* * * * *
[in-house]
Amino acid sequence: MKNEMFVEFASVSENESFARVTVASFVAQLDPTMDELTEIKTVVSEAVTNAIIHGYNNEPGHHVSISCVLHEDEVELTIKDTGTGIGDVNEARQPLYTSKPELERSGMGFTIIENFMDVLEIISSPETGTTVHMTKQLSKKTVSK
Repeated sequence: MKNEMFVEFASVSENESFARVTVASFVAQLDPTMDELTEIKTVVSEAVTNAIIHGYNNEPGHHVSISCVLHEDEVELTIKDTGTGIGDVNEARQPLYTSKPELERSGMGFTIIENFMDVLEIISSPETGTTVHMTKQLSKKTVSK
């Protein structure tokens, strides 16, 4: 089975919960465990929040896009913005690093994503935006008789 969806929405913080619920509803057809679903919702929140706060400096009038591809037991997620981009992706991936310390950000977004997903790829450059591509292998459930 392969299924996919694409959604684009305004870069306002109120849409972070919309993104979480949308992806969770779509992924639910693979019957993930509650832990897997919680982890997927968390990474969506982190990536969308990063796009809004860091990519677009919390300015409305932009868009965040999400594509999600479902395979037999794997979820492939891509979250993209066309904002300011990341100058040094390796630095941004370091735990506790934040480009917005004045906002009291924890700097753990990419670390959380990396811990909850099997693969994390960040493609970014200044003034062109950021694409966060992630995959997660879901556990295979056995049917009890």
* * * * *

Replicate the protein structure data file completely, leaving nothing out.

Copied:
[in-house]
Amino acid sequence: MKNEMFVEFASVSENESFARVTVASFVAQLDPTMDELTEIKTVVSEAVTNAIIHGYNNEPGHHVSISCVLHEDEVELTIKDTGTGIGDVNEARQPLYTSKPELERSGMGFTIIENFMDVLEIISSPETGTTVHMTKQLSKKTVSK
Repeated sequence: MKNEMFVEFASVSENESFARVTVASFVAQLDPTMDELTEIKTVVSEAVTNAIIHGYNNEPGHHVSISCVLHEDEVELTIKDTGTGIGDVNEARQPLYTSKPELERSGMGFTIIENFMDVLEIISSPETGTTVHMTKQLSKKTVSK
């Protein structure tokens, strides 16, 4: 089975919960465990929040896009913005690093994503935006008789 969806929405913080619920509803057809679903919702929140706060400096009038591809037991997620981009992706991936310390950000977004997903790829450059591509292998459930 392969299924996919694409959604684009305004870069306002109120849409972070919309993104979480949308992806969770779509992924639910693979019957993930509650832990897997919680982890997927968390990474969506982190990536969308990063796009809004860091990519677009919390300015409305932009868009965040999400594509999600479902395979037999794997979820492939891509979250993209066309904002300011990341100058040094390796630095941004370091735990506790934040480009917005004045906002009291924890700097753990990419670390959380990396811990909850099997693969994390960040493609970014200044003034062109950021694409966060992630995959997660879901556990295979056995049917009890």